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“What is your perception of living in the cloud?”

AUTHOR: Eric Ledyard

In the engagement I was on last week, one of the most thought-provoking questions we presented to the Sr. IT management team was: “What is your perception of living in the cloud and where do you think your challenges/improvements will be?” The feedback that we got from them made me think that they were not unique in their viewpoints and that most customers that are on the ‘roadmap to the cloud’ are going to face very similar challenges. I wanted to capture their comments and share them because they are a fairly progressive organization and the information we gathered was very insightful into what was ‘front of mind’ for them.

 

In order to protect their identity, I can only provide a very high level of what the organization looked like, but effectively, they were a centralized IT organization that provides services to multiple subsidiary business groups. One of their primary goals for their future development is that they must be able to provide better services to their customers than Google/Amazon/Microsoft can provide. I am working on a blog post on that entire subject alone because in this space I am working in, this is the primary theme we are getting from every company we engage with. They were fully aware that they were already being measured by their subsidiaries on their ability to deliver services vs what is available in the market. One of their quotes was: “..we believe every one of our customers will say that we provide a very high quality of service, however, they will follow that by saying they wish we would deliver them faster.” Again, that statement alone could drive an entire blog post regarding IT transformation and what it really means to an organization, but it was a strong driver in their response to the question at hand. Each person in the group participated in the feedback and their answers are broken out below.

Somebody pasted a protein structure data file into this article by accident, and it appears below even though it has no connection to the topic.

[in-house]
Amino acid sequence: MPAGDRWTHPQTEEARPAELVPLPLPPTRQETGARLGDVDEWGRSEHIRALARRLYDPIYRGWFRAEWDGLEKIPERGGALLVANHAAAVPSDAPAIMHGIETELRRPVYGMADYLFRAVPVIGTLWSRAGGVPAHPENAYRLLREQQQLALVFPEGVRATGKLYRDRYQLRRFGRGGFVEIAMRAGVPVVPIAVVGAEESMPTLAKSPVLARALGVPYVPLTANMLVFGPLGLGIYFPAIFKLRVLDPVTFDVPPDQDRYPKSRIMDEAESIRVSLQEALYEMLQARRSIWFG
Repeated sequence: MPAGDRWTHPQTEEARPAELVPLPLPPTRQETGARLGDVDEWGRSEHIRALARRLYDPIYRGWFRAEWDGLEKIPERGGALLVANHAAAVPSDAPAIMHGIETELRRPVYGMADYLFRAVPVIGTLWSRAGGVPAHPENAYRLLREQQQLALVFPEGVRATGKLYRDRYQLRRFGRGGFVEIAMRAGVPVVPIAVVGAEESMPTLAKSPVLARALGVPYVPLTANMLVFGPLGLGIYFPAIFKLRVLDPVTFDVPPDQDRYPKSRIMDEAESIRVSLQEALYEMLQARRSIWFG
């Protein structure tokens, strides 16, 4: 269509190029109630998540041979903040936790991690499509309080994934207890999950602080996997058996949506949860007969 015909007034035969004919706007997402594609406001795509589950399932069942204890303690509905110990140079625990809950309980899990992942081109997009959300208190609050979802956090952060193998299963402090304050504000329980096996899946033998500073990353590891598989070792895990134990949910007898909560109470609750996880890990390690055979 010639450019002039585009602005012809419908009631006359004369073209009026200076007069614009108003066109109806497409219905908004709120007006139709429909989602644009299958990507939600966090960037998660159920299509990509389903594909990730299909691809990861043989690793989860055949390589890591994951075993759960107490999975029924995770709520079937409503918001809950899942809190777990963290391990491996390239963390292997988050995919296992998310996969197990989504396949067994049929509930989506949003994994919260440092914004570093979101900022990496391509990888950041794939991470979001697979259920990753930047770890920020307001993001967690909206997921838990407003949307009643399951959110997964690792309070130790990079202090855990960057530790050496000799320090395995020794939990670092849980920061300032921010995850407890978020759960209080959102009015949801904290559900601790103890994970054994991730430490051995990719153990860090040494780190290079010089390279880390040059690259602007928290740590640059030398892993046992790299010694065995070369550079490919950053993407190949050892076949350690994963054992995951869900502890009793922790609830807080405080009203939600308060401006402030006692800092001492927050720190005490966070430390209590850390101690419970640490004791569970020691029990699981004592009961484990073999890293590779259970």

VP of Open Systems Infrastructure
“I think the biggest challenge that I perceive is changing our customer’s mindset about their infrastructure. Today, we get requests for a specific server with specific processors and memory in them and specific storage they think is the best to support their environment. The challenge is to get them to change their perception of how they receive IT services. They should not care what the infrastructure is behind their services because they should be abstracted into a service catalog. If the SLA's are met, the infrastructure should not matter to them. The other challenge is that some of the subsidiaries will have no issues with Multi-tenancy but others will not accept this without putting up a significant fight. The biggest benefits in my perception are better resource utilization, lower time to market, and being able to get to a service-catalog based environment with pre-defined tiers of service. Also, today our service request process is painful and slow and we need to get to a point where service request and delivery is on par with public cloud providers. Another big component is that none of the subsidiaries pay for their services from us today, so they do not understand the dynamics of what a request entails. We are looking forward to cloud in order to improve transparency through the use of a service catalog. Change and capacity management are other pieces that we need to improve and are hoping to get once we improve our service delivery model.”

 

VP of Application Development
“Standardization is still the biggest challenge for us currently and I fear it will be as we move forward into cloud. Also, we are challenged with how we will interoperate with other cloud service providers such as MS Azure. Getting all the subsidiaries to the same development platform seems like an impossible task. Also, we have to be fairly flexible in the ability to accommodate and integrate our COTS (Commercial Off The Shelf) applications.”

 

Chief Security Officer